Related: "Absurd, insane deficit obsession" making U.S. income inequality worse: Jim Steele

    The source of rising inequality is capital growing at a faster rate than the economy, explains Piketty. He defines "capital" as profits, dividends, interest and rent and says this "fundamental inequality" has been with us throughout most of human history.

    Piketty, a professor at the Paris School of Economics, is on a book tour in the United States and

    Read More »from U.S. inequality looks like Europe before WWI: Thomas Piketty
  • Lynne and Tim Martin are breaking all the rules of retirement.

    At a time when they had every right to kick back in their cozy Paso Robles, Calif., home and live out their golden years surrounded by children, grandchildren and friends, they chose to sell their house, pack their lives in two rolling duffel bags, and see the world.

    Since 2010, Lynne, 73, and Tim, 68, have been chronicling their journey on their popular blog, HomeFreeAdventures.com, where they share the rules of living “home free” as they learn them first-hand. This week, Lynne’s memoir, “Home Sweet Anywhere,” hit shelves. Lynne retired from a career in public relations, and Tim retired from his job running a small electronics firm.

    Their lifestyle is the stuff of dreams for most retirees, but the couple’s decision to travel full time was very much rooted in reality.

    “We looked very carefully at what our overhead was living in California, and what it cost us to wake up every morning in our house,” says Lynne. “We added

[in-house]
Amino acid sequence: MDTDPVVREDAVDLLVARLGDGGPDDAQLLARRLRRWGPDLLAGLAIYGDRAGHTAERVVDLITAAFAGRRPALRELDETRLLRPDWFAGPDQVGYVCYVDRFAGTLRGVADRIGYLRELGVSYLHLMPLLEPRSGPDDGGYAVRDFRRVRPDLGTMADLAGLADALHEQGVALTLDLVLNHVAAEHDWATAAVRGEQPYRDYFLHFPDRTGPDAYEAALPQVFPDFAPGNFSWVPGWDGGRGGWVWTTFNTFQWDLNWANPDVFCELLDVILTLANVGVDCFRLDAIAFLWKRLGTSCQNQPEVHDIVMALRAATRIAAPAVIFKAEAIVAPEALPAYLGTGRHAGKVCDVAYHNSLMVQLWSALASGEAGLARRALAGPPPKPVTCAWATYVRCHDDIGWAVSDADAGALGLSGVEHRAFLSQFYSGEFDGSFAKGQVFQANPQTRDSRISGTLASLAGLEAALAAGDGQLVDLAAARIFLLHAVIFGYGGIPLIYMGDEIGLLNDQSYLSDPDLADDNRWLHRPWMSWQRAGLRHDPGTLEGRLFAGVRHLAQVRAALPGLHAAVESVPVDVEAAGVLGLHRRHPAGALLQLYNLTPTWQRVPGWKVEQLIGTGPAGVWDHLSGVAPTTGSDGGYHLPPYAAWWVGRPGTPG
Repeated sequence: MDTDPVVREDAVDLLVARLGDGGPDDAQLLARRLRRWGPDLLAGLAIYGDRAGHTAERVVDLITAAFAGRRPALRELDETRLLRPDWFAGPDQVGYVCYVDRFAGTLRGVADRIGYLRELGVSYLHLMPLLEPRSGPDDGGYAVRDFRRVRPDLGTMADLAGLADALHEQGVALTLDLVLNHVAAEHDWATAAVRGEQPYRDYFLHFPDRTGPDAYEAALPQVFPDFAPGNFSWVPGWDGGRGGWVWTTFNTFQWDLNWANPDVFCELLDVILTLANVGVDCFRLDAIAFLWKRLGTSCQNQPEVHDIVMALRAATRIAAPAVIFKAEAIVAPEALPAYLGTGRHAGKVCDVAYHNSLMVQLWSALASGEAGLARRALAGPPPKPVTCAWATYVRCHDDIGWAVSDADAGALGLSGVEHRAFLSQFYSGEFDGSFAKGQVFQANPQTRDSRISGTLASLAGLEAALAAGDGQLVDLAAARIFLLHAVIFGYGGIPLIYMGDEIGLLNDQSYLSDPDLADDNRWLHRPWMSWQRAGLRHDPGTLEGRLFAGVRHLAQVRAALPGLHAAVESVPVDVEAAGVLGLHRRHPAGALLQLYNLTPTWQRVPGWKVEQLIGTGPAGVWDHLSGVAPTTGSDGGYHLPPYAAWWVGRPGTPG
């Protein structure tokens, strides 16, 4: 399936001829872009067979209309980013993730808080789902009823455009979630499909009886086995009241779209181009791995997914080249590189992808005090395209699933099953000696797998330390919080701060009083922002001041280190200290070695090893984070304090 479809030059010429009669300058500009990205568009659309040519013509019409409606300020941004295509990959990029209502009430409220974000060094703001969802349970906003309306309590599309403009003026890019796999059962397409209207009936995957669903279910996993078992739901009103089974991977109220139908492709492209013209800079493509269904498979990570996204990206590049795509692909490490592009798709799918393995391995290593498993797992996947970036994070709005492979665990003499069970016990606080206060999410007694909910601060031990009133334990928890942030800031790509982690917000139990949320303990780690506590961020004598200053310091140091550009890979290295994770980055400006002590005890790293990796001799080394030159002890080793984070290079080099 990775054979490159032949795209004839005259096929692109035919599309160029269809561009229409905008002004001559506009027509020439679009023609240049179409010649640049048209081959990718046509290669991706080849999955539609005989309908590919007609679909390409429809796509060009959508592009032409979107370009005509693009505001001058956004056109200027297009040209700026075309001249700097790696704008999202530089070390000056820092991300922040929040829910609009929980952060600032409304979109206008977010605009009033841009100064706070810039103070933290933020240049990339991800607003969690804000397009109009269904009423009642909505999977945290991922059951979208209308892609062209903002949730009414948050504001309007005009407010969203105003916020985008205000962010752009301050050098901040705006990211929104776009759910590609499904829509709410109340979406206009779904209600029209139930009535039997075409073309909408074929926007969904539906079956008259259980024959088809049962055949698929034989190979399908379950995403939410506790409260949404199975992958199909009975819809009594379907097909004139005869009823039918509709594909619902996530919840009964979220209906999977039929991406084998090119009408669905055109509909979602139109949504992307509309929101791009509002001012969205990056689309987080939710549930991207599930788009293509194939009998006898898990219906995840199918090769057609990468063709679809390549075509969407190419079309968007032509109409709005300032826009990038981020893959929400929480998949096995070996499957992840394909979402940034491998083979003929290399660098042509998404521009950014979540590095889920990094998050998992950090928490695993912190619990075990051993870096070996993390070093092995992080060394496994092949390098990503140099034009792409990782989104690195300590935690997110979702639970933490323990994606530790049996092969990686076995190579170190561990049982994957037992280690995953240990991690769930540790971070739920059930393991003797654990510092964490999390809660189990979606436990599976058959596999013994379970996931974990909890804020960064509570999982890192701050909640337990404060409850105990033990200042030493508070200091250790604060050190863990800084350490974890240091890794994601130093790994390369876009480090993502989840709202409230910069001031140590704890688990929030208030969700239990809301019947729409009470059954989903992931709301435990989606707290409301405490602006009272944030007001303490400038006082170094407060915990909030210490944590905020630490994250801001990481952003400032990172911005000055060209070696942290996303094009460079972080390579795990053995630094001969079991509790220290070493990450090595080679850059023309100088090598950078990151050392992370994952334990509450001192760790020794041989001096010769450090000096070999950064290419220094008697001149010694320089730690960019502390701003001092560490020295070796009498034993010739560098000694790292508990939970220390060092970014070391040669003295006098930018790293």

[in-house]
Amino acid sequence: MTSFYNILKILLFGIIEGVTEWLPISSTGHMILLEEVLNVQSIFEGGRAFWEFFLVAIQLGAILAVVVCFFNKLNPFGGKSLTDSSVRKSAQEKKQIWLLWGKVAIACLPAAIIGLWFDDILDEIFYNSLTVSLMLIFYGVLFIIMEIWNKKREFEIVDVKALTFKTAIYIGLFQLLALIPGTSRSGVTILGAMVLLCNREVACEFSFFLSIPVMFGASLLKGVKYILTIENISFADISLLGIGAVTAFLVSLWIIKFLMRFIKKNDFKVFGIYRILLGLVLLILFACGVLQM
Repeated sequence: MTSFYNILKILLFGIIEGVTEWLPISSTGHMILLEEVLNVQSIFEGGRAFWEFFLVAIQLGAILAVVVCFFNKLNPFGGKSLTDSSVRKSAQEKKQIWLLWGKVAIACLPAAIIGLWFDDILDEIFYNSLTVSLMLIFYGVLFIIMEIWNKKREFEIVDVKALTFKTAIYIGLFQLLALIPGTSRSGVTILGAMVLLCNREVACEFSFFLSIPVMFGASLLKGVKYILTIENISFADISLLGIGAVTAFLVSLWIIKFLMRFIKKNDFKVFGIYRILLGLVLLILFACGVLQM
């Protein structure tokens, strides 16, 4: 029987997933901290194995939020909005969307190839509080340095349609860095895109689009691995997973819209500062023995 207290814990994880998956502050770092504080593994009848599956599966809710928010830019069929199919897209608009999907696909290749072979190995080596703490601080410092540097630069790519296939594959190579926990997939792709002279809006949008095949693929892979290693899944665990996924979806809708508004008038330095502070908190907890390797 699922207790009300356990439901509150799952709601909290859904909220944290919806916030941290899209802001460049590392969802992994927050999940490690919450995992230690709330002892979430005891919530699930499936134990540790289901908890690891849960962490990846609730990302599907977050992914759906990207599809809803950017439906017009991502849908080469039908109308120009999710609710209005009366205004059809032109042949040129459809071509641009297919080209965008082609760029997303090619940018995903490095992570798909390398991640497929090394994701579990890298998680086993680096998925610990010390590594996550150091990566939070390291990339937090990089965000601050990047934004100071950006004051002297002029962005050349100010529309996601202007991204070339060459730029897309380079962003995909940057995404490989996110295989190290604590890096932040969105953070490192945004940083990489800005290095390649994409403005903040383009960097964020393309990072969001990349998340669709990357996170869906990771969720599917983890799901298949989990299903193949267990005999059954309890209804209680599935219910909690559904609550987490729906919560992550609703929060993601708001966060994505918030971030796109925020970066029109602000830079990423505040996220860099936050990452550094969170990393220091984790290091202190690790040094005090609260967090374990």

Read More »from 'Home Sweet Anywhere': Why these retirees traded their home for life around the world
  • Stocks ended a busy day of first quarter earnings mixed The Dow (^DJI) down 0.10% The Nasdaq (^IXIC) and the S&P 500 (^GSPC) were up slightly. The markets are closed tomorrow for Good Friday.

    IBM (IBM), Google (GOOGL) and UnitedHealth (UNH) were all lower on the day after disappointing earnings. Shares of Goldman Sachs (GS) and Morgan Stanley (MS) were both up after both reported better-than-expected earnings.

    The mixed bag of earnings news overshadowed two positive reports on the economy. Initial jobless claims rose less than expected in the latest week to 304,000. Economists were expecting to see 315,000 new claims for unemployment benefits. And the Philadelphia Federal Reserve’s index of manufacturing activity for April rose to the highest levels since September.

    Meanwhile, a pair of tech stocks debuted today. China’s version of Twitter, Weibo (WB) ended its first day of trading on the Nasdaq up 19%. The stock priced at $17 a share and opened at $16.27. And Sabre (SABR), the online

    Read More »from Stocks end shortened trading week mixed on confused earnings results
  • Dear Mom and Dad: When I grow up, I want to be a nostalgist.

    Said no child, ever.

    Wait a few years, though, and that scenario is likely to change.

    By 2030, job titles that may seem bizarre today will be among the most-sought after careers in the labour market, according to the Canadian Scholarship Trust Plan.

    FYI. A nostalgist is an interior designer who specializes in recreating memories for wealthy seniors.

    “Rather than settling for a typical ‘retirement village’ experience where everyone’s apartment looks the same, the wealthy elderly of 2030 will have the luxury of living in a space inspired by their favourite decade. Nostalgists recreate the setting of their preferred time and place for seniors wishing to relive their past, from a small-town 1970s living room to a 1980s university dorm room,” the CST website states.

    The list of future jobs also includes titles such as Tele-Surgeon (operating on people using robotic tools, rather than human hands), a Localizer (helping communities

    Read More »from Jobs of 2030 may include ‘Rewilder’ and ‘Nostalgist’: report
  • It’s human nature for kids to make different choices than their parents. But when it comes to the influential Millennial crowd, the children of the Baby Boomers, companies would be wise to pay close attention.